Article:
Congratulations to the winners!
We are thrilled to announce the results of our 2022/2023 image competition, which showcased the capabilities of our tools in advanced research.
The competition drew in an impressive array of submissions from around the world, highlighting the remarkable breakthroughs and innovations taking place in fields such as nanotechnology, biomedical engineering, quantum devices, flexible electronics, photonics, and more. The competition truly captured the spirit of cutting-edge research and the potential of our technology.
From September 1, 2022 through February 28, 2023 all users of Heidelberg Instruments products were invited to participate in our new “Application Image Competition on Advanced Micro & Nano Fabrication”. The competition is an opportunity for the worldwide community to showcase their work, using Heidelberg Instruments communication channels, to win a total of 10,000 € in prizes. Each prize will be given as a donation.
- Upload 1 to 5 images and/or a short video (< 3min) illustrating one innovative application, referred to as “images” in the following text.
- Submitted images should highlight the use of a Heidelberg Instruments tool (any current or past system including VPG, DWL, MLA, µPG, µMLA, NanoFrazor & MPO 100).
- The images must be free of third-party copyright.
- The images can be made with any equipment (e.g. cameras or microscopes).
- The images can be slightly edited when it serves an illustrative purpose (e.g. scale bar or naming of elements).
- Heidelberg Instruments will have the full rights to use the images online or in printed form. It will be associated with a reference chosen by the submitter (author’s name and/or institution).
- Winners will be selected by a committee nominated by Heidelberg Instruments.
- Multiple entries, regarding different applications, will be accepted and should be made separately.
- Illustrative quality of the images (the images should help in understanding the application).
- Aesthetic and quality of the images (accuracy, sharpness & resolution).
- Clear and concise descriptions of the application and its associated images.
- Creativity and innovation of the application.
- Energy-saving or green environmental advantages of the application will also be taken into account.
1st Prize / 5,000 €
A Microfluidic Device for Synthetic Biology created from a SU-8 Mold
The first place in this years’ Application Image Competition has been awarded to
Kei Ikemori and Prof. Yuichi Wakamoto
Graduate School of Arts and Sciences, The University of Tokyo, Japan
Heidelberg Instruments µMLA Maskless Aligner
Bacteria with a synthetic gene circuit and fluorescent proteins were grown in microchambers, mimicking stem cells in multicellular organisms. The microchambers were created in PDMS using an SU-8 mould fabricated with a µMLA. In this project, a Heidelberg Instruments logo was made inside a square microchamber, and E. coli cells were cultured inside. The fluorescence of the proteins propagated cooperatively, creating a wave of light that enveloped the logo. This artificial construction of gene expression dynamics is important for understanding developmental patterning in multicellular organisms.
While we appreciated the use of our logo, our primary reason for selecting this submission as the first prize was the satisfaction of knowing that our systems are contributing to advancements in biological and medical research. They not only benefit human health but also contribute to the understanding and conservation of the natural environment.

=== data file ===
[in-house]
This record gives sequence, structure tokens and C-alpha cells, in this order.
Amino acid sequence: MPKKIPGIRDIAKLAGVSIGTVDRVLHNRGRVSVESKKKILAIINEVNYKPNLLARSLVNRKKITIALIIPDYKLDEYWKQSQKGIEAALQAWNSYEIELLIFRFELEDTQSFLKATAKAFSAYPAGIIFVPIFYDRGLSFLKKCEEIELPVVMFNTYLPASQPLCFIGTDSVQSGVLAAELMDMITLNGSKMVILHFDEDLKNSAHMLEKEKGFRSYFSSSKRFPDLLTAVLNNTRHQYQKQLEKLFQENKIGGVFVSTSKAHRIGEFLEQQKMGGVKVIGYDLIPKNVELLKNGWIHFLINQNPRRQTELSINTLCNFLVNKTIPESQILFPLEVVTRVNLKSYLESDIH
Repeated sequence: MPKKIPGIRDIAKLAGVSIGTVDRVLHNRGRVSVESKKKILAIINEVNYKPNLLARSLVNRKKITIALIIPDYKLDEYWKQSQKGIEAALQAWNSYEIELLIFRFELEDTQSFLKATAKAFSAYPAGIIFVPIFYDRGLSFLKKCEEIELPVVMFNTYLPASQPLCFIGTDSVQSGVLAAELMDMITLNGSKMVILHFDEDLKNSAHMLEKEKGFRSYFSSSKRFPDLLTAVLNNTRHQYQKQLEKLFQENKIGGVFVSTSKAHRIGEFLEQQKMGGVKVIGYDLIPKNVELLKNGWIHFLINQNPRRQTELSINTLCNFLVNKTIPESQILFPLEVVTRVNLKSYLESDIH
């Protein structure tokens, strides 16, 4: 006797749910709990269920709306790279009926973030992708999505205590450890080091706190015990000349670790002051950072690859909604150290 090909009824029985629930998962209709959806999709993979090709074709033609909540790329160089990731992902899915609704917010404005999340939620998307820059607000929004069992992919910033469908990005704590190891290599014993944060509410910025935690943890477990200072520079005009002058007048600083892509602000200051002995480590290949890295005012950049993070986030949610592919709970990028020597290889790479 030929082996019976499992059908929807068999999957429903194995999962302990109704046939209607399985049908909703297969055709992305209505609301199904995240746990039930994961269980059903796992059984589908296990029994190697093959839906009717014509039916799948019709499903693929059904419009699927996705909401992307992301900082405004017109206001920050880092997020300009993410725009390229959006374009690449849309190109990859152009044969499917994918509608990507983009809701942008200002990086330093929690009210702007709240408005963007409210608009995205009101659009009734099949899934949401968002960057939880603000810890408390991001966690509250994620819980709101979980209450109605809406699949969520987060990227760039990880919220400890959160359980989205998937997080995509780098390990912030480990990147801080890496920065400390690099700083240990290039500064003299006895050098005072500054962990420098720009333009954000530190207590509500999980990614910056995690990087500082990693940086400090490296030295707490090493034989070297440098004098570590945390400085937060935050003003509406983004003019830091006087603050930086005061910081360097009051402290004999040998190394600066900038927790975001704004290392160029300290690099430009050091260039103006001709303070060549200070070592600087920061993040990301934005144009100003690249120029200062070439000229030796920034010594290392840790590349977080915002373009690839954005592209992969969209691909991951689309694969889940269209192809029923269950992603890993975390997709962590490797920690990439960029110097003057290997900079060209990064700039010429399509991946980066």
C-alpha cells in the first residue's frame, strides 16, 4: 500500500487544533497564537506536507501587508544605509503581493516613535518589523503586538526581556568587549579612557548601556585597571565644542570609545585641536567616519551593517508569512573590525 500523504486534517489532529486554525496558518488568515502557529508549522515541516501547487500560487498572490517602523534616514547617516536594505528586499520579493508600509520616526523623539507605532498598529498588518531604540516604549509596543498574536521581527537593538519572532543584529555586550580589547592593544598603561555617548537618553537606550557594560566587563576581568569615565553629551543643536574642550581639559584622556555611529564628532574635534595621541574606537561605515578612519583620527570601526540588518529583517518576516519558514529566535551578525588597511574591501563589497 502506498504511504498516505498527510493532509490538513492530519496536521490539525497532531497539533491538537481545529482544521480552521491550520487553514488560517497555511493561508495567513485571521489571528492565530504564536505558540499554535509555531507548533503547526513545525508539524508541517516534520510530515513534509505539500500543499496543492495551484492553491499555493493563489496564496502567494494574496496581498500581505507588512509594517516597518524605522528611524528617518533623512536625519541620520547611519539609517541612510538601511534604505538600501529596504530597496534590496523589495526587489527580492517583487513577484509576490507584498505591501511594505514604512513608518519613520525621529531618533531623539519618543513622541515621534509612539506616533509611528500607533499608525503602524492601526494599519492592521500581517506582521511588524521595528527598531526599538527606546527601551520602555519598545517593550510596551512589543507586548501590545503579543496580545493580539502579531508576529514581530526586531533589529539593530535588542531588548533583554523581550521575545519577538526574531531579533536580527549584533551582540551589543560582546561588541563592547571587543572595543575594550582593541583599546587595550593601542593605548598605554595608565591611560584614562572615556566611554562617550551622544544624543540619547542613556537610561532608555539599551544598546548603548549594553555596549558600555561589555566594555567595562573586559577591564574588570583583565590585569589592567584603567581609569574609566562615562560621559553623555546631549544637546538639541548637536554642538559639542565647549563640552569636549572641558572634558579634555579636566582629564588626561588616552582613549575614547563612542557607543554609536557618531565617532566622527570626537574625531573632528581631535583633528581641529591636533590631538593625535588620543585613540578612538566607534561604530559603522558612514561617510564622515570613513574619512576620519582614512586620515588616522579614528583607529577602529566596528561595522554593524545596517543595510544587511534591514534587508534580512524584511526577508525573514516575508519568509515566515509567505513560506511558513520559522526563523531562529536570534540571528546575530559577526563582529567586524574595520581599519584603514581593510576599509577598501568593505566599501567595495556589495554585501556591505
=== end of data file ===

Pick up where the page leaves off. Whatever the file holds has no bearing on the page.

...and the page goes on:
2nd Prize / 3,000 €
Optical Gratings on Atom Chips to Extend Microtechnological Functions for Creating an Integrated Quantum Laboratory
Bose-Einstein condensation (BEC) has been studied for over 20 years and is now used in inertial sensors and gravimeters. Atomic chip technology has reduced BEC apparatus size, making it usable for commercial applications. By integrating a nanostructured optical reflection grating, a grating-magneto-optical trap is created, reducing the required number of laser units for cooling atoms. The grating needs to be directly integrated into the system for optimal performance. A DWL 66+ was used to structure the photoresist. The transfer of the resist mask into the substrate (Si) was achieved through ion beam etching. To achieve the desired optical reflection properties, the substrate was coated with Al using vapour deposition (PVD).
Quantum research is a rapidly advancing field with the potential to yield significant benefits such as faster computers, more secure communication systems, and highly accurate sensors, we are proud that our systems are part of it.
3rd Prize / 2,000 €
Fabricating Semiconductor MoS2 Nano-Circuits
Dr. Giorgio Zambito
Department of Physics, University of Genoa, Italy
Heidelberg Instruments NanoFrazor® Scholar
Scanning electron microscopy image of a MoS2 nano-circuit in the shape of the DIFILab logo. The MoS2 was structured using a NanoFrazor® Scholar. (Inset: Current and topography maps of a MoS2 nanofinger acquired through conductive atomic force microscopy. The MoS2 nanofinger and the high-resolution areas of the electrical contact were fabricated using the NanoFrazor®.)
The resulting local conductivity maps show that the 2D Transition Metal Dichalcogenide (TMD) nano-circuits have potential as building blocks for 2D semiconducting interconnections with deterministic definitions at the nanoscale.
With their unique properties that make them suitable for a variety of applications, 2D materials are a promising class of materials, and we take pride in the fact that our systems have specifications and functionalities that are well-suited to research in this field.
A version of this picture has been used in the research article “Deterministic Thermal Sculpting of Large-Scale 2D Semiconductor Nanocircuits”, published in Advanced Materials Interfaces, Volume 10, Issue 5.
Do you think your project could win first prize?